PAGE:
“Racism is prejudice, discrimination, violence, generalization, and microaggression
towards marginilized groups of people in a society based on their identity within a racial or ethnic group.”

— Samantha Vassor, Interdisciplinary Sculpture ’20

What is this?
What is this for?

This resource and discussion guide is designed to be one entry point to our campus wide discussion of race and racial inequity. If race is new for you, if you feel inexperienced or uncomfortable talking about race, or if you are committed to having open and empathetic discussions with people from other backgrounds, this guide is for you.

This guide aims to support students at MICA by exploring how race has historically brought groups together while also creating challenges to solidarity. Throughout the guide, we will look at racial history, tips for talking about race, and works from MICA students who are exploring their racial identity and issues of racial justice. Throughout the guide there are quotes that reflect the perspectives of MICA students. Each section will conclude with discussion questions that can be used as a tool for personal reflection or prompts for discussions with friends, classmates, and professors.

See the differences.

MICA is a diverse community. Contributions from people with diverse viewpoints, experiences, and cultural backgrounds result in more nuanced, stronger, broader, and more interesting discussions and projects. Diversity may complicate communication; however, underneath differences in gender expression, sexual orientation, racial, religious, cultural, and age, is the shared experience of being human and being artists and designers. Ethnicity may not be a common topic for discussion in some countries. Some students might not be familiar with this topic and have no experience talking about race before they arrived at MICA. Viewing differences and considering our own racial identity may cause misunderstanding between people from different cultures and countries or people who have different identities or perspectives. For instance, people often use the word “Asian” to represent all people who are from that area and see them as the same. However, it is important to realize that Asia encompasses a large area of more than 40 countries with diverse cultures that represent almost 60% of the world population. Likewise, it is respectful to realize people from other regions and states in the U.S. might also see things from different perspectives.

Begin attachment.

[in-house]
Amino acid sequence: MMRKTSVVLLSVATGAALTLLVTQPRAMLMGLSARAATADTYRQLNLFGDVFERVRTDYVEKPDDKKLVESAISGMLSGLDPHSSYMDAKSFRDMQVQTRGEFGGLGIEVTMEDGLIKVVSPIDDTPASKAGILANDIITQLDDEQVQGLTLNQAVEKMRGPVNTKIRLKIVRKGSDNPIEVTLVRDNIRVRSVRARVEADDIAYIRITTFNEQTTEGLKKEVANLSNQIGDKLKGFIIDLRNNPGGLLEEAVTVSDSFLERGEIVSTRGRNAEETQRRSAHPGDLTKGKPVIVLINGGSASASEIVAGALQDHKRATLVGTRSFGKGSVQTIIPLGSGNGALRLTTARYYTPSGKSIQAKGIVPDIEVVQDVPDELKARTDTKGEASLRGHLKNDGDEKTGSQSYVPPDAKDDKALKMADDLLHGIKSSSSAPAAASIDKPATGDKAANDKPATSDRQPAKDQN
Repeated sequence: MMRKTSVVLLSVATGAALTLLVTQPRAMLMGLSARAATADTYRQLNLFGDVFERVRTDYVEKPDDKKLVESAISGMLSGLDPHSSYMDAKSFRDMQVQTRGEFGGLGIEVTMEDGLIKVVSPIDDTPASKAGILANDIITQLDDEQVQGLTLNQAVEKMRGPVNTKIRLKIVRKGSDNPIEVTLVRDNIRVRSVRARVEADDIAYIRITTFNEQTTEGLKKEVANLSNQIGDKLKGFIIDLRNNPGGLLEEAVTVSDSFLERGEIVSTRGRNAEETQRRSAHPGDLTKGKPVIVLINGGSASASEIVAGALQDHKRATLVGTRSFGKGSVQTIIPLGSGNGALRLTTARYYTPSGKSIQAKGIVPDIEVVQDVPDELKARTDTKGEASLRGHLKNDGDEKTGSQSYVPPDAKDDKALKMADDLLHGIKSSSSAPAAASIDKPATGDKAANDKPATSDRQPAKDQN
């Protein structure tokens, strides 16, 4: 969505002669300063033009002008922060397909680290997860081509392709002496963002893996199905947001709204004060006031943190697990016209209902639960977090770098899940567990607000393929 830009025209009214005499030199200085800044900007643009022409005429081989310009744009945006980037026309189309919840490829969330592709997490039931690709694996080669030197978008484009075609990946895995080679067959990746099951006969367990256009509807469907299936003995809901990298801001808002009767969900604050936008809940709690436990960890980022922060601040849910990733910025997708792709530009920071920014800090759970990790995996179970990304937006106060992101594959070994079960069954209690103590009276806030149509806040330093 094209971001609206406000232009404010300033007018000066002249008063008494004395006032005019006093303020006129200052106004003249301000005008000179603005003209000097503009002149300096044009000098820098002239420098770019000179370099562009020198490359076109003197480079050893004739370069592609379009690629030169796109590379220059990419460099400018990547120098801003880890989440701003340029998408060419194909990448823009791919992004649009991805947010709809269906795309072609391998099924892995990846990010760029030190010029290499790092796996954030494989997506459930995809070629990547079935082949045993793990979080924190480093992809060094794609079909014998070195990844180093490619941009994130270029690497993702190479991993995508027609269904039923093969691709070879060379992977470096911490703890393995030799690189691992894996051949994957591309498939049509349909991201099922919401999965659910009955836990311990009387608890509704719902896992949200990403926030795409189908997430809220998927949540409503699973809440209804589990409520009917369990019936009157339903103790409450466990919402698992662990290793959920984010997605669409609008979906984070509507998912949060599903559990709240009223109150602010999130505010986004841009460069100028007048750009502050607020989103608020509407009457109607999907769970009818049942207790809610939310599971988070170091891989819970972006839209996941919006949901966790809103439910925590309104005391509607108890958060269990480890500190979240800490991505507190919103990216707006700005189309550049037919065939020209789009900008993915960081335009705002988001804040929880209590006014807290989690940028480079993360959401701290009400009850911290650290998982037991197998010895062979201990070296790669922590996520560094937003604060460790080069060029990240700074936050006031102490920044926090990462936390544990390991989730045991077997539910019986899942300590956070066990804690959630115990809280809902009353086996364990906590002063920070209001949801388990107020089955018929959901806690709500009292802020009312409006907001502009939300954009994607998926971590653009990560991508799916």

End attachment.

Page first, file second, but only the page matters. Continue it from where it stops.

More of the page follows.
All of us bring our own cultural understanding of race to MICA. People in our community and on campus should try to recognize these differing societal, institutional and familial values. Although examining our attitudes and even implicit biases isn’t comfortable, it allows us to broaden our viewpoints and have a better understanding about each other by thinking about race with an open mind reduces potential misunderstandings.

“Racism is an action rooted in ignorance and fear of difference.
It is when people believe and further the limited narratives their egos create,
so they can feel superior towards and continue to marginalize others.”

— Divya Nayar, Graphic Design ’20